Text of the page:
House of Flying Daggers (2004) - Rotten Tomatoes

House of Flying Daggers2004

House of Flying Daggers (2004)



Critic Consensus: The visual splendor of the movie makes up for the weak story.

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Movie Info

Chinese director Zhang Yimou fuses a martial arts action-drama with a tragic romance in this elegant period piece. In the year 859 A.D., as the Tang dynasty is beset by rebellion, Leo (Andy Lau) and Jin (Takeshi Kaneshiro) are a pair of lawmen who have been given the task of ferreting out the leaders of a revolutionary faction known as the Flying Daggers. Working on a tip that members of the group are working out of a brothel called the Peony Pavilion, Jin arrives there in disguise and is introduced to a beautiful blind dancer named Mei (Zhang Ziyi). After watching Mei's performance following several drinks, Jin drunkenly attempts to have his way with her, and Leo is forced to intervene. After gaining Mei's trust in a game of skill, Leo arrests her and informs her that she'll be tortured if she doesn't tell all she knows about the Flying Daggers. Jin responds by helping Mei break out of prison, but he has an ulterior motive -- by following her, Leo and Jin are certain she'll lead them to the Flying Daggers. However, as he helps the blind girl find her way back home, Jin finds himself falling in love with Mei, and isn't certain if he's willing to betray her again. ~ Mark Deming, Rovi

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Song Dandan
as Madam Yee
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Critic Reviews for House of Flying Daggers

All Critics (172) | Top Critics (50)

Gorgeous, but also very violent.

December 24, 2010 | Rating: 4/5 | Full Review…

Wonderfully conveys how the act of loving another can be a game, a sacrifice, a ruse, a weapon, a betrayal, and, most of all, a political act.

May 4, 2005 | Rating: A | Full Review…

A dazzler -- and almost as exciting as its title promises.

January 14, 2005 | Rating: 4/5

One of the most visually astonishing martial-arts fantasies ever made.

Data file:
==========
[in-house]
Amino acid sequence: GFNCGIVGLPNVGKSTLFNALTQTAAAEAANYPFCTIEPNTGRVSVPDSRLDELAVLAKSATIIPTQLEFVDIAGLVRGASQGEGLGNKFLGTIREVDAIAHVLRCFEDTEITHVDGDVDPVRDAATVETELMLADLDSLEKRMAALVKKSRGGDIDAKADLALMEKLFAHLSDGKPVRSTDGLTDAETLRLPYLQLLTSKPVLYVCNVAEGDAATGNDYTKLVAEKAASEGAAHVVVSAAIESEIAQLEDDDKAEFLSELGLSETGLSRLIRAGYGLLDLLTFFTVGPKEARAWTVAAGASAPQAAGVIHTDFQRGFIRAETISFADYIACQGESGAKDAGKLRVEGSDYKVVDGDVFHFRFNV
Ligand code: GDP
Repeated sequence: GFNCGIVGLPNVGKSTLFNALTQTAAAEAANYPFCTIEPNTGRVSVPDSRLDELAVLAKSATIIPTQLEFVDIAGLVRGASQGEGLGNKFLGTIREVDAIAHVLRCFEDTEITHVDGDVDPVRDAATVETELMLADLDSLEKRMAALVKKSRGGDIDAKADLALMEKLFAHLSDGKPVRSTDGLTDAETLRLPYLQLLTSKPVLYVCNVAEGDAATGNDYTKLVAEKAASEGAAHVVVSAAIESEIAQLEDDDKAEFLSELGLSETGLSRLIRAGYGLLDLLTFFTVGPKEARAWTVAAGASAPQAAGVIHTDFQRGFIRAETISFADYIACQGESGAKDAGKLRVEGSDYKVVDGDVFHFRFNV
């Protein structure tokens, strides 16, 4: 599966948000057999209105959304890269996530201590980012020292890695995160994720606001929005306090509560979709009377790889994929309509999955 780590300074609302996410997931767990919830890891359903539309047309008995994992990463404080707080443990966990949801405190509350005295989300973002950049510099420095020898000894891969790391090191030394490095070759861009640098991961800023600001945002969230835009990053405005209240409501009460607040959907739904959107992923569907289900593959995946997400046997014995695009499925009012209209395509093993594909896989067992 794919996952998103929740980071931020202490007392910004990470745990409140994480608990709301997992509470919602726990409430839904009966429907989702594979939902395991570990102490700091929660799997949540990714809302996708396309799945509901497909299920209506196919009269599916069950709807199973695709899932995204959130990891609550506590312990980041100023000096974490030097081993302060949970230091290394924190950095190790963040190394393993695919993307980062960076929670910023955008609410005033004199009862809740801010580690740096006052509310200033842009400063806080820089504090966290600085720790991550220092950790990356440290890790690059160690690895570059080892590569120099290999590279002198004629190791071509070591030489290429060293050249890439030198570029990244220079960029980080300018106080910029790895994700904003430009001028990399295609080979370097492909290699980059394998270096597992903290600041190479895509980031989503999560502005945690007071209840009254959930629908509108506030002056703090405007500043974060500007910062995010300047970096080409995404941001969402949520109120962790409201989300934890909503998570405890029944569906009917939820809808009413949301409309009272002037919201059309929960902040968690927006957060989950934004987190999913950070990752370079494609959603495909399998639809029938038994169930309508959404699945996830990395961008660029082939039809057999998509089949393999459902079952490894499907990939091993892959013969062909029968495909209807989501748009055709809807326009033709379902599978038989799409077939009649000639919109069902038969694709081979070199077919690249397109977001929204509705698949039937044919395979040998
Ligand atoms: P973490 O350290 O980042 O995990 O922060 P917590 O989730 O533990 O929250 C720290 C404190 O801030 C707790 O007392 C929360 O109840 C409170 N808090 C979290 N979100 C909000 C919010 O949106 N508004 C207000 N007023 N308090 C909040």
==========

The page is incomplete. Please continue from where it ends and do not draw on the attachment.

January 14, 2005 | Rating: 3.5/4

About as viscerally and visually exciting as film can get, and yet it is also fully, ripely romantic in a way that few modern films would dare.

January 14, 2005 | Rating: A

As stunning as it is, it also serves notice that House of Flying Daggers will have none of the complexities of Hero.

January 14, 2005 | Rating: 3/4 | Full Review…
Top Critic

Audience Reviews for House of Flying Daggers

A provincial guardsman goes undercover and breaks a blind swordswoman out of prison to discover the location of a secret society of rebellious assassins. Zhang Yimou's follow up to Hero is a similarly stunning combination of artistic visuals and beautifully choreographed martial arts, but this time he throws an epic story of unrequited love into the mix. The story's format is another favourite of Chinese cinema, that of the undercover cop with divided loyalties, but blended with mythical fantasy and star crossed lovers it plays out almost like The Departed crossed with Romeo And Juliet. This makes for a more complex character dynamic than that of Hero and therefore a more engaging story, although it does suffer similarly to the previous film in that it can feel like the plot is just a series of excuses for yet another visually glorious set piece. For that reason Zhang is probably once again guilty of style over substance, but what style it is. Addendum: I cannot recommend the Blu Ray release as the picture quality is little better than the DVD, which is a real shame considering the sheer visual beauty of the film.

xGary Xx
xGary Xx

Super Reviewer


Directors Cat
Directors Cat

Super Reviewer


House Of Flying Daggers is an exquisite and pleasant barrage of colors, music, martial arts, history, and culture underlined by romance and mystery. Creative fight choreography. Splendid photography. Artful cinematography.

Jan Marc Macababayao
Jan Marc Macababayao

Super Reviewer

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